For the purposes of redundancy, load sharing, operational policy or cost, a site may have connections to a communication network, e.g., the Internet, in a multi-homed fashion, with the site's network having connections to multiple Internet service providers (“SP”). In general, as is shown in FIG. 1, site multi-homing is a technique used to increase the reliability of an Internet connection for an organization, such as an Internet Protocol (“IP”) network 18 (e.g., Site Z), by connecting to multiple Internet SPs 14, 16 for the purposes of IP path redundancy. Site multi-homing is a growing trend in the Internet Protocol version 4 (“IPv4”) Internet and it is anticipated that this trend will continue. As the demand for site multi-homing increases, it creates a very serious route explosion addressing problem in the core of the Internet.

Routing table size has been a major issue for IPv4 networks, and is anticipated to be an even larger issue for Internet Protocol version 6 (“IPv6”) networks. As IPv6 addresses are 4 times larger in bit width, i.e., size, than IPv4, the routing table size issue in IPv6 networks has more serious negative effects on router memory usage, as well as routing table lookup performance. To cope with this problem, the IPv6 addressing architecture is designed to have the potential to take advantage of aggregated routing announcements to reduce the number of routes in the default-free zone (“DFZ”). Also, the IPv6 backbone (“6bone”) operation guideline (which is the currently-practiced guideline for IPv6 network operation) suggests that Autonomous Systems (“AS”) withhold announcing non-aggregatable announcements to the default-free zone, unless there is a special agreement with the peer.

In IPv4, a multi-homed site uses either of the following techniques to achieve better reachability—(1) obtain a portable IPv4 address prefix, and announce it from multiple upstream providers; or (2) obtain a single IPv4 address prefix from a first SP (e.g., SPA 14) and announce it from multiple upstream providers to which the specific site is connected. Since the above two methodologies effectively inject additional routes to the worldwide routing table, they have a negative impact on the worldwide routing table size issue. In addition, the two methodologies also are not compatible with current IPv6 operational goals.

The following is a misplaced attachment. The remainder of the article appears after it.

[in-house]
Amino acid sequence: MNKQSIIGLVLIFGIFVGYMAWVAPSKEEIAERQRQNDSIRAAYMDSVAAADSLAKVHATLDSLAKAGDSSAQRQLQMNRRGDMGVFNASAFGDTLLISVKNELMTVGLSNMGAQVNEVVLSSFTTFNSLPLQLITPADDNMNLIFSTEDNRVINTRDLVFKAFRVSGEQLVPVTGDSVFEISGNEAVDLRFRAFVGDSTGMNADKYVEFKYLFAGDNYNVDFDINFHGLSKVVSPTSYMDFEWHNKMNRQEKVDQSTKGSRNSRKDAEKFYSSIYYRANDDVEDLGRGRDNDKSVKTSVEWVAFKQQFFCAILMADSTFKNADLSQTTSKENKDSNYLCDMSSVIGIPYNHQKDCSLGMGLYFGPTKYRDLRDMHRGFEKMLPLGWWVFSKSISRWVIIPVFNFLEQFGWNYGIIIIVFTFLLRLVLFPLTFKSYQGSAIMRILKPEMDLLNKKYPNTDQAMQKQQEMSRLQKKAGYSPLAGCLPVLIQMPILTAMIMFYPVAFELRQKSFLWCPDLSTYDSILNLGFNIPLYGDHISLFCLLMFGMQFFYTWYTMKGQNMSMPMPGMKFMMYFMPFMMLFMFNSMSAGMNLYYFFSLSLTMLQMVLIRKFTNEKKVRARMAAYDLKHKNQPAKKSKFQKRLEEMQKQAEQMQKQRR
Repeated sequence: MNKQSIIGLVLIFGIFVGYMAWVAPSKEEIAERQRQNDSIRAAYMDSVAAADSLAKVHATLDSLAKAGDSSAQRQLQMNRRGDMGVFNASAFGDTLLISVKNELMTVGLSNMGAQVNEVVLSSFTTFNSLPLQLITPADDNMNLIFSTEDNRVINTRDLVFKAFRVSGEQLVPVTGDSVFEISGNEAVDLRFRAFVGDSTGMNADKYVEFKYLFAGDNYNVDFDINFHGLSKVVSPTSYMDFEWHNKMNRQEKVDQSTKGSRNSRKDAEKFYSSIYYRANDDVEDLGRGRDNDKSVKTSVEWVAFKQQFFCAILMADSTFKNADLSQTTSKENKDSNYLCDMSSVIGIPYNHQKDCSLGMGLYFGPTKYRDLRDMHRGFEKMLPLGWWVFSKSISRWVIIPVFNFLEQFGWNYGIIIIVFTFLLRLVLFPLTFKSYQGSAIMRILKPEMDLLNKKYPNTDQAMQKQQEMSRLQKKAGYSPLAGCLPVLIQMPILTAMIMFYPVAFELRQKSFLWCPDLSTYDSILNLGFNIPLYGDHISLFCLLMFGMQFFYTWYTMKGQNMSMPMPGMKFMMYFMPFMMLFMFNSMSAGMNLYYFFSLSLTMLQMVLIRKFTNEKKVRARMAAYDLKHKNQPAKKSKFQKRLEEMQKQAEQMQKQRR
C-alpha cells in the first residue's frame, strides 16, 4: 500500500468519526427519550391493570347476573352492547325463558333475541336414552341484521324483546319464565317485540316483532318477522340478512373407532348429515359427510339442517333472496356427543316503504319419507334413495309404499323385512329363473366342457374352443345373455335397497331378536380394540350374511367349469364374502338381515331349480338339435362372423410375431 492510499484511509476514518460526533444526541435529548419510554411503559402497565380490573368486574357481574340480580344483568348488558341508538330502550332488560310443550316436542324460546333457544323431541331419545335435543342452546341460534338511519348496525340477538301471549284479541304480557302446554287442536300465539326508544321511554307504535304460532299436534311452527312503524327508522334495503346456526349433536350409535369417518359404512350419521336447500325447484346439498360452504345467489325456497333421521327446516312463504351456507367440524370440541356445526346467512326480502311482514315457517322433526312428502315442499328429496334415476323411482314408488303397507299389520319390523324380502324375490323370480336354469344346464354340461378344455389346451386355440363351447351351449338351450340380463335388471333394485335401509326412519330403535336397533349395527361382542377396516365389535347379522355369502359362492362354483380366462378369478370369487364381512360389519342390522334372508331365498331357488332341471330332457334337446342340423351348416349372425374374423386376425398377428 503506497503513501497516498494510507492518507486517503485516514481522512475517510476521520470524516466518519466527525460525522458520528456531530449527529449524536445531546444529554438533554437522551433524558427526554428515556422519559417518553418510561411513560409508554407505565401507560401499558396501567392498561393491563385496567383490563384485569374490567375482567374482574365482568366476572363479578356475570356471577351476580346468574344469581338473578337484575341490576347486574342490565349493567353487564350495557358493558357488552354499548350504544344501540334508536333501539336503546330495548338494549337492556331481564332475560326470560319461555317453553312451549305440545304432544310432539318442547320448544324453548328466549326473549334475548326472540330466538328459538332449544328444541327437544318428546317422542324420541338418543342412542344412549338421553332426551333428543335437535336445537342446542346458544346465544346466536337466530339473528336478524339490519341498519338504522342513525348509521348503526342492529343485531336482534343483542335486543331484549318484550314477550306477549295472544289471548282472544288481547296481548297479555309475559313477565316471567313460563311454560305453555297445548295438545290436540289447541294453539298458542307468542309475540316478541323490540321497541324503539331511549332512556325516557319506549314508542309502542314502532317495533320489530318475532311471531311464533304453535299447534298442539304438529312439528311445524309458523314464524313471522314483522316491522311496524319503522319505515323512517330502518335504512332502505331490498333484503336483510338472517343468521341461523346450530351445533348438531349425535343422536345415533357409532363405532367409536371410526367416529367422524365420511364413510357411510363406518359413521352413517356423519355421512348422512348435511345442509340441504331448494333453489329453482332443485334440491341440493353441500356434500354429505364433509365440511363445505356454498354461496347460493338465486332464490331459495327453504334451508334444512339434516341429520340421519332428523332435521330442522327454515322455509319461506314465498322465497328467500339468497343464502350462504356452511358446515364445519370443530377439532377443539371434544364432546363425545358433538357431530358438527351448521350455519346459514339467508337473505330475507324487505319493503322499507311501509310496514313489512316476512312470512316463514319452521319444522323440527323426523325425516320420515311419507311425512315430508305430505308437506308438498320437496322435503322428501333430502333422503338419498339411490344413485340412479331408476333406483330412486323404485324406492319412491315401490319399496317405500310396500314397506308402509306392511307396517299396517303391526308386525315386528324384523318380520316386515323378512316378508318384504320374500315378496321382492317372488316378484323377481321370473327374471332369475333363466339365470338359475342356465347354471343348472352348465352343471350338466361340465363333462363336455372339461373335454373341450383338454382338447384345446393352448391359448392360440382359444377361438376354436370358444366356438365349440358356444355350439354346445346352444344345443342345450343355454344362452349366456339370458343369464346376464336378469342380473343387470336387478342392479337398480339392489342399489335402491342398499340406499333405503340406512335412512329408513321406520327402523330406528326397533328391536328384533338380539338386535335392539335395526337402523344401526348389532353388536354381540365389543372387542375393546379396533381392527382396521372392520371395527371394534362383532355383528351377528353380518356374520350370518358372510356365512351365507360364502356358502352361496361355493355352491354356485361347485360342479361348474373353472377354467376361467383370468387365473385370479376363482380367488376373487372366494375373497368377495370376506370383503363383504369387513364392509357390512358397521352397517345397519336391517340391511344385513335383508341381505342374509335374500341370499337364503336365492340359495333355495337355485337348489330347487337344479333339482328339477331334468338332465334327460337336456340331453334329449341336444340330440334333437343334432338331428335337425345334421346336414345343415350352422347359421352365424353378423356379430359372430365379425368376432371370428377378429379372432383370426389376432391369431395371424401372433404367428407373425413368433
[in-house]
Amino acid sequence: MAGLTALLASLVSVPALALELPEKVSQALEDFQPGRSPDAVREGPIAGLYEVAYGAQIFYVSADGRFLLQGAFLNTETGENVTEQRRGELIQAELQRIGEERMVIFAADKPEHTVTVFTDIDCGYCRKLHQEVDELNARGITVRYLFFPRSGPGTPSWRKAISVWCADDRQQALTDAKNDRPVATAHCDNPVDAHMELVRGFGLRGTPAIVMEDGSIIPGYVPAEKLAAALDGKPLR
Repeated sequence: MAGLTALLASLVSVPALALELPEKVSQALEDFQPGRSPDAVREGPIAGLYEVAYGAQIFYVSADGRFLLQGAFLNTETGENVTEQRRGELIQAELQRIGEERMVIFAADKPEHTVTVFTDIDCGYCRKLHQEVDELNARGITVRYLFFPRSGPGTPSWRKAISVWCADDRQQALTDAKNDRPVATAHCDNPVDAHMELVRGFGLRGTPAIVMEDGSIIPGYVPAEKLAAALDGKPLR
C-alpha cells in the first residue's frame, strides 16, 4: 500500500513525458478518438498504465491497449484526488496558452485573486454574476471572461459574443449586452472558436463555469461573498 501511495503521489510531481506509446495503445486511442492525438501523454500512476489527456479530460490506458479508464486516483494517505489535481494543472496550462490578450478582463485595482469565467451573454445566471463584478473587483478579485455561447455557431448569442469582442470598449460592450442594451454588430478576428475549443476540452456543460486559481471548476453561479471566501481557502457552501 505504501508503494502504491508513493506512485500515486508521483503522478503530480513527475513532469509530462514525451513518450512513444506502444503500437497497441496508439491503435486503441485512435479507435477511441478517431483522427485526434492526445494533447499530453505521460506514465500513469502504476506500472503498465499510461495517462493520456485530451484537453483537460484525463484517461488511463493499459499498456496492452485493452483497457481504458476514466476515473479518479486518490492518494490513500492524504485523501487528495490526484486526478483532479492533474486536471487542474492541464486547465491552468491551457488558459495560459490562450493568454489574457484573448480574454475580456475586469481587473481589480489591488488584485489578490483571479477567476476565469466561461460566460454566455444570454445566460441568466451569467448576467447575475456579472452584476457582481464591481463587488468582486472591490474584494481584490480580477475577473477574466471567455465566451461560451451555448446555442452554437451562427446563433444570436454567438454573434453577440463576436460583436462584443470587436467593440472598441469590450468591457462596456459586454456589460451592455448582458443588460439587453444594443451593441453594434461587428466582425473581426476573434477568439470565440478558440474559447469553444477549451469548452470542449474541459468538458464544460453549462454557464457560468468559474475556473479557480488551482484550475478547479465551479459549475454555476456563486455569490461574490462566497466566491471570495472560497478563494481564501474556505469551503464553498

When a site is allocated its IP address, generally it comes from its SP's block of addresses and is commonly referred to as Provider Allocated (“PA”) addressing. FIG. 2, illustrates this situation where the SPA 14 advertises addresses to its peers 12, 16 by advertising a single aggregate route address, 130.55/16. In this example, Site Z's 18 specific individual site address, 130.55.7.X does not have to be advertised by SPA 14 because this address is included in the aggregate route address. Aggregate route addressing reduces the routing and forwarding tables in the core of the Internet and keeps “address churn” to a minimum. As the transition to IPv6 occurs, the aggregation ratio may reach as high as 64,000 to 1 (64K:1) for a single SP.

Currently, Internet routing infrastructure permits multi-homing by using provider independent (“PI”) addressing, and adapts to changes in the availability of these connections. An example of the PI addressing is illustrated by the system 10 in FIG. 3. Several drawbacks of the PI addressing scheme are no aggregation of PI addresses, it is a temporary solution, it is a nonscalable solution, and pursuant to a American Registry for Internet Numbers (“ARIN”) policy, only very large sites are permitted to obtain PI addresses, and thus it fails to support the thousands of smaller sites desiring multi-homing capability.